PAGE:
The Multiversity: Mastermen #1 takes readers to the earth where Nazi’s reigned and Overman has a moral crisis in their wake.
THE MULTIVERSITY: MASTERMEN #1
Writer: Grant Morrison
Artist: Jim Lee
Inkers: Scott Williams, Sandra Hope, Mark Irwin, Jonathan Glapion
Colourists: Alex Sinclair and Jeromy Cox
Letterer: Rob Leigh
Editor: Rickey Purdin
Publisher: DC Comics
Cover Price: $4.99
SCARY NEW WORLD
What if the Nazis had won WWII? Is popular fodder for writers, but when Grant Morrison tells his version of the tale in the Multiversity: Mastermen #1 it has the added dynamic of the Man of Steel – or the Man of Iron – as he comes to be known in this issue. As in the Red Son storyline, the catalyst of this issue is Kal-El landing in Nazi Germany instead of on the Kent’s farm.
In the pages of the Multiversity: Mastermen #1 Morrison takes one of the greatest fictional symbols of hope and rebrands him as Overman. Overman becomes the Overlord of the Third Reich and all that lies in his wake because even if Kal-El (whose human name is Karl in this world), was not directly responsible for all of the atrocities that followed after his discovery, his superpowers are the lynch pin by which the Nazis blanket the world in hate.
All of the parallels and analogues to the Superman we know are present in the Multiversity: Mastermen #1 – Jimmy Olsen, Lois Lane, the Justice League – although each and every one of them wears their more sinister nature on their sleeves and their underlying attitude toward Overman is animosity. Whether intentional or otherwise they each carry a motive with them to undermine Overman and the position of world leader that he enjoys on this planet.
In an ironic twist, the English language has been all but banished from the world of the Multiversity: Mastermen #1 and is only used by an American-led resistance that is bent on taking down the world the Nazis built. Most of the irony comes from the fact that I read this comic printed in the English language. The leader of this resistance cell is called Uncle Sam which is a nice way of re-appropriating a character that is more and more often becoming the subject of criticism by the populace at large.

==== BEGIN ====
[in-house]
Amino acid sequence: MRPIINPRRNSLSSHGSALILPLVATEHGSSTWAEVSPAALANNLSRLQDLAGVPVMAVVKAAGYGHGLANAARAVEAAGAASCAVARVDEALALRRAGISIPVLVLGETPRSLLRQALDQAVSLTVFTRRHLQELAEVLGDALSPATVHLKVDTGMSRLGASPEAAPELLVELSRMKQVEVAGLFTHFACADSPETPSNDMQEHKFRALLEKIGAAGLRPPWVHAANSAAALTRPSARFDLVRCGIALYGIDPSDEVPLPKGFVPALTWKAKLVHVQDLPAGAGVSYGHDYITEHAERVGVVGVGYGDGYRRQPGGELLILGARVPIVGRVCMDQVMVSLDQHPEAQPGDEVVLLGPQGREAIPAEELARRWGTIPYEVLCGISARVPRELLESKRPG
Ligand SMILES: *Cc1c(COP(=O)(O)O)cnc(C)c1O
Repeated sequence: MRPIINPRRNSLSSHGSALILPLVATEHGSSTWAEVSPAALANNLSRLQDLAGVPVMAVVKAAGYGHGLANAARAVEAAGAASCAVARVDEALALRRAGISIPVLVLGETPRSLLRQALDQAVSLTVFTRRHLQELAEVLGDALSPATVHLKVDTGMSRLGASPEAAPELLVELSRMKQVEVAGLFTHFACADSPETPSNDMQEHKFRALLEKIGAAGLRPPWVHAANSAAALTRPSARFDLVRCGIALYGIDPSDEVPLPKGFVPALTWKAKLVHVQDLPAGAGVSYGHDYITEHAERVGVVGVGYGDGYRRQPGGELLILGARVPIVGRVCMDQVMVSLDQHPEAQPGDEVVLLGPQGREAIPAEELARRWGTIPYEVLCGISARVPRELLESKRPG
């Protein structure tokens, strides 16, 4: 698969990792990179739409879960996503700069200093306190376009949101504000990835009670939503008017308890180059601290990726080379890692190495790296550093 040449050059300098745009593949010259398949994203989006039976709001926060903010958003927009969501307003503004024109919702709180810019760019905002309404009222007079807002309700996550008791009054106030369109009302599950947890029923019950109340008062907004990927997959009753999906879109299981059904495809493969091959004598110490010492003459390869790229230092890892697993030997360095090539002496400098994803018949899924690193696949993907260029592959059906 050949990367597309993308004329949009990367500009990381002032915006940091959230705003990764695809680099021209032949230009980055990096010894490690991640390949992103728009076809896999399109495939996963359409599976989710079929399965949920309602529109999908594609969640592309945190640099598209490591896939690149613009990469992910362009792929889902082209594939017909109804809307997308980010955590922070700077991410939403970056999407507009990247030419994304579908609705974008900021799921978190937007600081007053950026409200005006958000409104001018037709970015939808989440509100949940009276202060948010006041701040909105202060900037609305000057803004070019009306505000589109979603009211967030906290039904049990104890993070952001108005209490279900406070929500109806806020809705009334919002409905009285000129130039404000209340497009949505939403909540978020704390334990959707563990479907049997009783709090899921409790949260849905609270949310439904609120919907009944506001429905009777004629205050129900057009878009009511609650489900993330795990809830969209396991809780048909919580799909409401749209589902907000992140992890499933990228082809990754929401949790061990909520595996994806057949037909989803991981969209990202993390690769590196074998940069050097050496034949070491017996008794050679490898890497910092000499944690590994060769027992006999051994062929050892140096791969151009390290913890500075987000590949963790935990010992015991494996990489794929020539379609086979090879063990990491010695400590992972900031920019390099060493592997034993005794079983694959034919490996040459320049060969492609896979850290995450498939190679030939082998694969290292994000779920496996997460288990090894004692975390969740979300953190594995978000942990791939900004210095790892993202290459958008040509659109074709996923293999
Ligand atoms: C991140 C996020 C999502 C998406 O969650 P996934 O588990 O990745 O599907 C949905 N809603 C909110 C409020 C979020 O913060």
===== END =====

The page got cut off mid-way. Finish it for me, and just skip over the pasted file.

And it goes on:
The irony continues throughout the Multiversity: Mastermen #1 in regards to Uncle Sam because that character singlehandedly embodies everything that Superman stands for in the DC Universe as we know it – truth, justice and the American Way. The measures he must take are more extreme than we may expect from Superman, but in Grant Morrison’s world policed by Overman these desperate times call for desperate measures.
In the end, Grant Morrison brings these just roots of the character we know to bear in Overman. The Multiversity: Mastermen #1 culminates in guilt and acceptance of fault on Overman’s behalf and he himself is forced to retaliate in kind to the fire he is coming under, while simultaneously managing an act of culpability. This issue deals with themes on a monumental scale and bring Overman, his crusade and the crusade against him to the level of Gods and Kings.
ALWAYS GOOD ART
Jim Lee always turns out stunning art and the Multiversity: Mastermen #1 is no different. However, the shapes of the faces he puts on the page and some of the sketchier qualities to his linework feel more like the Jim Lee of Hush than Superman Unchained. It does make me wonder when this issue was drawn (given the lengthy creative process behind this series), though ultimately makes for a no less enjoyable and beautiful issue.
The beauty in the Multiversity: Mastermen #1 is the intellectual exercise of examining a new world. The panels are populated with imagery, architecture and uniforms that inspire fear in readers and really makes for dramatic visual storytelling. The analogues are delightful – we get a look at the death of Overgirl in a salute to the classic Death of Supergirl arch – but only for a little while and certainly not something readers would hopefully want to dwell on.
The Multiversity: Mastermen #1 meets the narrative scale with huge art that cover the grand scale and lend a lot of credence to Overman’s struggle. He looks like a cute little boy when Hitler first discovers him, but Jim Lee leaves us with a broken man by the end.
THE BOTTOM LINE: READ IT
This series has been lauded and the Multiversity: Mastermen #1 deserves all the praise of its previous issues. It lives up to a totally different scale of storytelling that Grant Morrison is known for and is nothing short of compelling through and through. You should read it.